Hrud puzzles over the elven woman’s words for a minute, eventually determining that she has asked if he plans to help bring others to the village. “Ora akeh wong nganggo Eraka ing wilayah iki. Aku bakal tetep lan nyiapake.” he replies, eyeing the wagon and team of oxen.
To Rant, he asks, “Bisa wong ing desa iki wis pepe kewan kulit? Aku kudu kayu, banget.”
Yamtwit approaches the old man, trying to look at once menacing and business-like, “Okay gray-beard, I’ve got a few questions, seriously, and if we’re going to save your skins, we need some answers. First, you should tell us everything you know about the kobs and their demands for tribute. Second, my big friend,” he gestures towards Hrud, “wants to know if you have any tanned hides or leather that could be spared, preferably a lot of it. Lastly, if we’re going to be guarding you from ravening hordes of deadly kobolds,” he adds a bit of overly dramatic emphasis, “it would be nice if there was a bit of quid-pro-quo…at least a warm place to sleep and a bite to eat for now. We can settle on more appropriate compensation if we live…”
The old man sighs. “Aye goblin,” he says in a much kinder, but still strained, voice, clearly impressed by the lengths you have already gone to to help him. “I’ll talk to the women-folk and see if we can find a place to put you all up for the night, and we should have some skins your Eraka friend can use.” He leans wearily against the side of the wagon, still favoring his damaged leg. “I’m afraid I don’t really know much about the kobolds. They have us deliver the tribute to a big rock shaped like a dragon half-way into the swamp, a good two days walk. They don’t exactly invite us in…just have us leave the goods in the rock’s ‘mouth’. There’s always some of them guarding the rock, but I’ve never seen more than five or six of them there, and no beasties either…though there are plenty of those in the swamp if you don’t watch yourself. That rock’s quite the piece of work too—spooky realistic looking carving, right down to the wear on the teeth. Scares the bejeezes out of me when I have to put the stuff in its mouth.”
Lyra sits down on the edge of the wagon and opens the books back up. “It should be less of an imposition, since that you’ll get to keep your tribute this way.” She runs her thumb down the margin of one page, then beckons Amara over, whispering something about Susalia and pretty fireworks.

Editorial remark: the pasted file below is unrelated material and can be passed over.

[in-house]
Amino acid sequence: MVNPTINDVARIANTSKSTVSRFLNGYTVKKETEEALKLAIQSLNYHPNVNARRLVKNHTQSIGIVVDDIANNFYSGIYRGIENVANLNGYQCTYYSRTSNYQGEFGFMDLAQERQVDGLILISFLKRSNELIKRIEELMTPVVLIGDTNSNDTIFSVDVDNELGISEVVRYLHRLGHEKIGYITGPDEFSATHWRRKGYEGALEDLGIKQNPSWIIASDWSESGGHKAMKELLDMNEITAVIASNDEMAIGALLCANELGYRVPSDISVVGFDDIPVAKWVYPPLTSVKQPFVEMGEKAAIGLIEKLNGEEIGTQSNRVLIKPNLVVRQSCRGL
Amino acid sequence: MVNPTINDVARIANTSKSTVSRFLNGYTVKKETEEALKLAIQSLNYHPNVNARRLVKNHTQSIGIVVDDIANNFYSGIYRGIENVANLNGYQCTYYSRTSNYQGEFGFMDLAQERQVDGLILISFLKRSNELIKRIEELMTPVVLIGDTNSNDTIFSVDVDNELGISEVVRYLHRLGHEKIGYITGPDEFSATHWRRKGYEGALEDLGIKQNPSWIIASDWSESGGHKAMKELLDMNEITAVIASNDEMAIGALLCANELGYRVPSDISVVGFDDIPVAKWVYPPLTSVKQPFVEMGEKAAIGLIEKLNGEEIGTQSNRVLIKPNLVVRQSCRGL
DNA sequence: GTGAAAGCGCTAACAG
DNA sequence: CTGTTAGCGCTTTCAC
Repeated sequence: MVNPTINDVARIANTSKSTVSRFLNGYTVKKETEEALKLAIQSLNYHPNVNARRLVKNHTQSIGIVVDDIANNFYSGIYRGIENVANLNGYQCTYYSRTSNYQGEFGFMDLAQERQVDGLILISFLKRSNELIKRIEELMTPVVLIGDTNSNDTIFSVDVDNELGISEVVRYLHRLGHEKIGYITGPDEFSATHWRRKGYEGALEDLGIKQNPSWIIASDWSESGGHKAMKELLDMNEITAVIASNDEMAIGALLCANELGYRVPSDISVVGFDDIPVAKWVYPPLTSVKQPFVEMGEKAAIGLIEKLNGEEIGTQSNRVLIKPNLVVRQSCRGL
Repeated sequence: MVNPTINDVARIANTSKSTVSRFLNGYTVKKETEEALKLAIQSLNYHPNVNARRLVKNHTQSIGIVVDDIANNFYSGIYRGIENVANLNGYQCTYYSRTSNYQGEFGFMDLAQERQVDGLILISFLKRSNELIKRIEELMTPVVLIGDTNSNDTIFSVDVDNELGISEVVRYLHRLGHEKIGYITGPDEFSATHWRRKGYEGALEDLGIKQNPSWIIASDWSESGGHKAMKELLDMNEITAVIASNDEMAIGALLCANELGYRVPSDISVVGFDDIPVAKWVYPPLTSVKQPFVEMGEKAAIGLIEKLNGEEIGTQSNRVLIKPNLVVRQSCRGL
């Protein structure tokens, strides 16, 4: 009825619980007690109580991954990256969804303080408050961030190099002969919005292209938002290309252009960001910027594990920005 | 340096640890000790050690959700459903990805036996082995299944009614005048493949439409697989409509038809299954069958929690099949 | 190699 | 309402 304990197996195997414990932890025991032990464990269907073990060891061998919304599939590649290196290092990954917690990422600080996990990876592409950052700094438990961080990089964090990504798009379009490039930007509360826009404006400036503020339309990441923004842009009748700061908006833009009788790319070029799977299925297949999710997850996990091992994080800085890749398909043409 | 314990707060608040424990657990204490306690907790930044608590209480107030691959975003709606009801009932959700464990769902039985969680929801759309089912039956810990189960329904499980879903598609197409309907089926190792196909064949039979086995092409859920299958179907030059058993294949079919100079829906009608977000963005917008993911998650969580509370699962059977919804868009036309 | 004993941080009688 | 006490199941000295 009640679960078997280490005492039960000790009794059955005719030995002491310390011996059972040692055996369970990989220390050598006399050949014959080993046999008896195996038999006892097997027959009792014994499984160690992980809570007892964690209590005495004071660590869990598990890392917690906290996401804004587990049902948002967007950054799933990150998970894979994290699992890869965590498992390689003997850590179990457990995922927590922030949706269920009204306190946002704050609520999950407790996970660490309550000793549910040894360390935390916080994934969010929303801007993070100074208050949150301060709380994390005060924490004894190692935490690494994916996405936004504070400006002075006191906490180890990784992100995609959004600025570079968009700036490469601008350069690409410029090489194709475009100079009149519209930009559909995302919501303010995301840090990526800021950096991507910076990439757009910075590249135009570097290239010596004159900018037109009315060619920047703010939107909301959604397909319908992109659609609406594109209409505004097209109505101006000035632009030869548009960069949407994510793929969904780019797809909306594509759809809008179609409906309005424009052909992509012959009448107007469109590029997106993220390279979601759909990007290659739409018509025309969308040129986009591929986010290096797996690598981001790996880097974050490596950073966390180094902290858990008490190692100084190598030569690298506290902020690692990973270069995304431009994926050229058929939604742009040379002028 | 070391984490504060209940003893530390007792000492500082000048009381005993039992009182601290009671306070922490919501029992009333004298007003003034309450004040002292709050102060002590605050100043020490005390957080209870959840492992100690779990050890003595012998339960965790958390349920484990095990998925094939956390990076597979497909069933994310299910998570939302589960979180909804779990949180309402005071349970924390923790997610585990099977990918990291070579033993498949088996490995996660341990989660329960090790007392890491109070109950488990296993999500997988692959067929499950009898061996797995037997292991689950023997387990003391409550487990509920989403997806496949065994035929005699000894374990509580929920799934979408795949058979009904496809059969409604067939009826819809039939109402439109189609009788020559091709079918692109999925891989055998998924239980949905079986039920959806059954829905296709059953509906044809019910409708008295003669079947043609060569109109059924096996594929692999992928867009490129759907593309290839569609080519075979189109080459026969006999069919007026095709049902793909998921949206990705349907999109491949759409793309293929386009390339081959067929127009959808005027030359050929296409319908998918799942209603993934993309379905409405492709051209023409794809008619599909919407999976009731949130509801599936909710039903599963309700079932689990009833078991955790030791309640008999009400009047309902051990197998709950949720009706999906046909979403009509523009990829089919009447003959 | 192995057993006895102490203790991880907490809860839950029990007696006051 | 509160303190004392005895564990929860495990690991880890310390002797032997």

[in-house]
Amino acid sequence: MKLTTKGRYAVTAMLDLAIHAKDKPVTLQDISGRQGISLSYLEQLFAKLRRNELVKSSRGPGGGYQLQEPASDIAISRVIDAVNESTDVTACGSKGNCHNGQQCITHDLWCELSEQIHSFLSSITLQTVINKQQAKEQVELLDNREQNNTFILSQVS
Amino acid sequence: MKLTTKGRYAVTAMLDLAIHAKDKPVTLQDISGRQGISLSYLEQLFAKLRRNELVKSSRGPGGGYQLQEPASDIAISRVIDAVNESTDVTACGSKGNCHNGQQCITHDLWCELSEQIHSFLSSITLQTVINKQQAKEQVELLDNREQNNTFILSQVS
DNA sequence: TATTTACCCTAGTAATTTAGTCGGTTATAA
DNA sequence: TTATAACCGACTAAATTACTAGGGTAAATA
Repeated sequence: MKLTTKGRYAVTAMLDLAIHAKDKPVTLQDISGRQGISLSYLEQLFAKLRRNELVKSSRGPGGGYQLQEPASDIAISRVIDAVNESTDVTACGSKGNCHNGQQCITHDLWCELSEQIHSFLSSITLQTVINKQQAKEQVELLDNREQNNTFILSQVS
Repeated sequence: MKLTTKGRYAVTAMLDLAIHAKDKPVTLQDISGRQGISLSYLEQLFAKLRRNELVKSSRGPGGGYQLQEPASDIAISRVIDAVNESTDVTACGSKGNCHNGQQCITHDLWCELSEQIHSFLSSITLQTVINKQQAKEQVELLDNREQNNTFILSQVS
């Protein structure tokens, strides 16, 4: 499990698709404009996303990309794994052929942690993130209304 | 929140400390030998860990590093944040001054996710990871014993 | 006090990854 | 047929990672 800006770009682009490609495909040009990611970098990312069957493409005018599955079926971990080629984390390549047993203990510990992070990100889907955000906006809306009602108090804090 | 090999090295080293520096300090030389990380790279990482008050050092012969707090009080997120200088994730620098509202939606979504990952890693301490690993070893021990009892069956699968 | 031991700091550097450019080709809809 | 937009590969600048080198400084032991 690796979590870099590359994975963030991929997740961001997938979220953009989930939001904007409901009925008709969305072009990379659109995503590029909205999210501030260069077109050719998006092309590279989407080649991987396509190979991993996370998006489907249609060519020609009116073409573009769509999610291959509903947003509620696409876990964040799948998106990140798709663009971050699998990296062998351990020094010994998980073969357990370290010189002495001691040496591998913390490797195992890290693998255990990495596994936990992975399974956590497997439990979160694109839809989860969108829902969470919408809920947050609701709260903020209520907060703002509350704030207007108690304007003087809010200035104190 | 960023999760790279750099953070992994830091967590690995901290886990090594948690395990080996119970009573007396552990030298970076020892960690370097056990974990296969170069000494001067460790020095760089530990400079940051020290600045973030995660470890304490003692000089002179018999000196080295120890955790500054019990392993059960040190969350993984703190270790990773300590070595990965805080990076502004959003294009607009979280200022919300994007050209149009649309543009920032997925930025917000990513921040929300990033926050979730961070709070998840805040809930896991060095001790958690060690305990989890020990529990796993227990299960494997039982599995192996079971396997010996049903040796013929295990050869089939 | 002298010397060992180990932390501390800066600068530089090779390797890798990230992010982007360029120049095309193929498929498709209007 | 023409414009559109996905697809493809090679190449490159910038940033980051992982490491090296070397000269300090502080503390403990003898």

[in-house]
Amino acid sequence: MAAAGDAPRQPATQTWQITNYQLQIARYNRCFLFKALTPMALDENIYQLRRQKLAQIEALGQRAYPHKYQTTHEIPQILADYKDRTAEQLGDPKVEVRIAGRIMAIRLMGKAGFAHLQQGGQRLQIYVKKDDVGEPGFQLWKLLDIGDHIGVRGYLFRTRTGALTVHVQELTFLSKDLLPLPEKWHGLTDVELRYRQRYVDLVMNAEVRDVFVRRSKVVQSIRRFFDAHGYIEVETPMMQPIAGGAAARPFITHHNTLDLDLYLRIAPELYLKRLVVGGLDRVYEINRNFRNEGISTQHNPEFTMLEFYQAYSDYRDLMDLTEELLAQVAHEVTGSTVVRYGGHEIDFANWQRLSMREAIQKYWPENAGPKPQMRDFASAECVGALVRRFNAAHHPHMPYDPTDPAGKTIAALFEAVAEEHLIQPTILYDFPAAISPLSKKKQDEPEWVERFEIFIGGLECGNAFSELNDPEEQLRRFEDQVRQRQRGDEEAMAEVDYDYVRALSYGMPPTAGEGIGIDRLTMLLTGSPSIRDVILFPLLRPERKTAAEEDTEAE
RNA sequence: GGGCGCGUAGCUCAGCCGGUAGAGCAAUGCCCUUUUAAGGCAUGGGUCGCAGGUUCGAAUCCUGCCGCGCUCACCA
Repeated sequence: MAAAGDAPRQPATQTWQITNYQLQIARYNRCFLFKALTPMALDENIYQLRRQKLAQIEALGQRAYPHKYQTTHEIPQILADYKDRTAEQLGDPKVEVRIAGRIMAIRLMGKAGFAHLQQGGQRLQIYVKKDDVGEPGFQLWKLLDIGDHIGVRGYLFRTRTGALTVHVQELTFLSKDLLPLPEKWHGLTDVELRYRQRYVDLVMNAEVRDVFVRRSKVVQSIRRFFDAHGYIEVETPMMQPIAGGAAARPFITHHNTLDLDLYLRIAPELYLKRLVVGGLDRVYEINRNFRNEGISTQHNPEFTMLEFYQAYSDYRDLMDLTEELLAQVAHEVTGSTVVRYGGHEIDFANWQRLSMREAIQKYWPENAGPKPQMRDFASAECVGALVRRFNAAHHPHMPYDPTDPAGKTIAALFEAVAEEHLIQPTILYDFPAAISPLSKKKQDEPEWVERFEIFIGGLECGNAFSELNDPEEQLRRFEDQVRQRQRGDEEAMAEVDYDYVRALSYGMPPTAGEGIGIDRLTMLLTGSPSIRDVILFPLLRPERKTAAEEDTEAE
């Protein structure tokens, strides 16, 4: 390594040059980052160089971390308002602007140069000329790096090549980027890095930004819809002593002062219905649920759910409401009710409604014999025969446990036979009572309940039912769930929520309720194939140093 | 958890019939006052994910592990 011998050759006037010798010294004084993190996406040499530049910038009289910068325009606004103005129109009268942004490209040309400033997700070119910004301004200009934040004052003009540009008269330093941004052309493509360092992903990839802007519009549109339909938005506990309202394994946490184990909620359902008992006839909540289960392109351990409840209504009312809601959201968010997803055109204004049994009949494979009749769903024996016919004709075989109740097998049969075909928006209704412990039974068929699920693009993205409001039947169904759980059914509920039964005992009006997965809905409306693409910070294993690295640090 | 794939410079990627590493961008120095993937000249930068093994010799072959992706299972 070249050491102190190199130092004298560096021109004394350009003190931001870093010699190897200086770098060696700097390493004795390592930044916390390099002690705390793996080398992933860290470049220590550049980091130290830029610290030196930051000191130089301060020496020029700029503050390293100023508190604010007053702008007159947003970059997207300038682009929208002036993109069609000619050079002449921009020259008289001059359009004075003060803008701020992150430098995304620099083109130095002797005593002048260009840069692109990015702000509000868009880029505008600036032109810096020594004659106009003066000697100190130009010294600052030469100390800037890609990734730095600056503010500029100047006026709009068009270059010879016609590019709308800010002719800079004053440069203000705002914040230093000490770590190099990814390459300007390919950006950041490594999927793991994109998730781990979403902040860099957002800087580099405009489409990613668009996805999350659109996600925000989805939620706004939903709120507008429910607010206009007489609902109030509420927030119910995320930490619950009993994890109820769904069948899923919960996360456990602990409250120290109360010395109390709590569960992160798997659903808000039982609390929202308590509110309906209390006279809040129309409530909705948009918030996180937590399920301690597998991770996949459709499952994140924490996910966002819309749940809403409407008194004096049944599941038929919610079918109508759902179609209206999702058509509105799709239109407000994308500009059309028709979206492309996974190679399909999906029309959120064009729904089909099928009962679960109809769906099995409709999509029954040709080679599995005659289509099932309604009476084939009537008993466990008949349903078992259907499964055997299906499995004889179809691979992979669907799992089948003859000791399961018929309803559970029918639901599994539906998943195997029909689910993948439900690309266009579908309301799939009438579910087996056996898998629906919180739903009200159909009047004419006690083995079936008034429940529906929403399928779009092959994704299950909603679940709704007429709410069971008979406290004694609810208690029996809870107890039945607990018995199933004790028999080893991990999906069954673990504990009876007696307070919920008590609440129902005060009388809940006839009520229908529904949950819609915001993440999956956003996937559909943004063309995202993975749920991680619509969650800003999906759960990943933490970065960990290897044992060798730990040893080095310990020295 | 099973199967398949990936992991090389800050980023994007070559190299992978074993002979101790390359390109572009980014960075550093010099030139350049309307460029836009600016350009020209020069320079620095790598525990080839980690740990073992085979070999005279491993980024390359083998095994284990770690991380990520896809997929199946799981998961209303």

Lyra rubs the bridge of her nose, thinking. “Mr. Donovan? How much do you know about gen? Can they borrow spells from someone on this plane? I doubt Mother would appreciate having her magic borrowed, regardless. But she does know how to bring forth reasonably defensible buildings of magical construction, as well as warding spells.”
Donovan, looking very tired at this point, sits down beside Lyra. “From what I’ve heard of the magic used by genie-binders, I believe that their spells are always fetched from extra-planar entities. More specifically, I think they are drawn most commonly from the various genie lords and nobles of the elemental planes, and not without some negotiation I believe. There are some tales of gen even fetching spells from the gods themselves, though most of those reports do not end well…”
“We could, however, attempt contact with your mother and see if she would be amenable to providing some magical assistance,” Donovan yawns, stretches, and rises, “but that seems an things best left until morning.” He lends the old peddler a shoulder, “Come on old chap, why don’t you show us to a bed…” He pauses and raises an eyebrow, "Say what is your name, Sir?
Lyra exhales sharply, not quite a derisive snort. “Amenable to providing assistance? She’ll call it foolish nonsense and try to convince me to stay out of it. For my own good, of course.”
Frantiska takes her rest in the village stables alongside Thistledown. She rises early in the morning, and again re-saddles the filly for a journey, announcing that she intends to warn the surrounding villages about possible kobold reprisals and the desire to mount a concerted defense. She spends an hour rounding up others who may be interested in the ride—specifically looking for a shepherd boy or other local that might know the surrounding terrain and the location of other settlements. Once any others accompanying her are assembled, she mounts up and turns to leave. “Lyra, Mr. Donovan, I believe we’ll head west first—in order to warn any settlements that are between the swamp and here to evacuate. And also to look for signs of approaching kobolds. We’ll hopefully reach all the western farmsteads today, then either circle north, or return here for the night before heading to the east—where I hope to find villages less severely weakened than this one which might be able to provide additional troops. Do not hesitate to contact me by whatever means are at your disposal,” she looks meaningfully at Lyra, “should the kobolds appear before I have returned.”